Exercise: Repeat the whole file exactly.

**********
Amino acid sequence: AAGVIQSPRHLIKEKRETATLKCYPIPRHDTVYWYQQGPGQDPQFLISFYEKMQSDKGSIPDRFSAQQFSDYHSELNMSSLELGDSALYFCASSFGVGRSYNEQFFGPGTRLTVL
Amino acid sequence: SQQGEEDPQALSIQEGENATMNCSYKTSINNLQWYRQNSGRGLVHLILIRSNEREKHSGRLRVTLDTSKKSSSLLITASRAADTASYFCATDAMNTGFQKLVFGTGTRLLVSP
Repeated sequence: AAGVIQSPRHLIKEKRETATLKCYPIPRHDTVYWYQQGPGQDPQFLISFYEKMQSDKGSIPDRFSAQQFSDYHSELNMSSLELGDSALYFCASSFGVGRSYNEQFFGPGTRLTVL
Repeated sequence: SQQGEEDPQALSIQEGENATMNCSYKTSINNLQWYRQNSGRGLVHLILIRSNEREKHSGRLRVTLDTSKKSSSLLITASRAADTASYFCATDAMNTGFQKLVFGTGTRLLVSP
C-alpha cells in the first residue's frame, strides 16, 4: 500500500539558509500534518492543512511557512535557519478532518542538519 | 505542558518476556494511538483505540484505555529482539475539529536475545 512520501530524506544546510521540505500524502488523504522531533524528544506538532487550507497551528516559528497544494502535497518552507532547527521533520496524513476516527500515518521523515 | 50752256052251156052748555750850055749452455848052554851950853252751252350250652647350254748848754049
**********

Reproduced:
Amino acid sequence: AAGVIQSPRHLIKEKRETATLKCYPIPRHDTVYWYQQGPGQDPQFLISFYEKMQSDKGSIPDRFSAQQFSDYHSELNMSSLELGDSALYFCASSFGVGRSYNEQFFGPGTRLTVL
Amino acid sequence: SQQGEEDPQALSIQEGENATMNCSYKTSINNLQWYRQNSGRGLVHLILIRSNEREKHSGRLRVTLDTSKKSSSLLITASRAADTASYFCATDAMNTGFQKLVFGTGTRLLVSP
Repeated sequence: AAGVIQSPRHLIKEKRETATLKCYPIPRHDTVYWYQQGPGQDPQFLISFYEKMQSDKGSIPDRFSAQQFSDYHSELNMSSLELGDSALYFCASSFGVGRSYNEQFFGPGTRLTVL
Repeated sequence: SQQGEEDPQALSIQEGENATMNCSYKTSINNLQWYRQNSGRGLVHLILIRSNEREKHSGRLRVTLDTSKKSSSLLITASRAADTASYFCATDAMNTGFQKLVFGTGTRLLVSP
C-alpha cells in the first residue's frame, strides 16, 4: 500500500539558509500534518492543512511557512535557519478532518542538519 | 505542558518476556494511538483505540484505555529482539475539529536475545 512520501530524506544546510521540505500524502488523504522531533524528544506538532487550507497551528516559528497544494502535497518552507532547527521533520496524513476516527500515518521523515 | 50752256052251156052748555750850055749452455848052554851950853252751252350250652647350254748848754049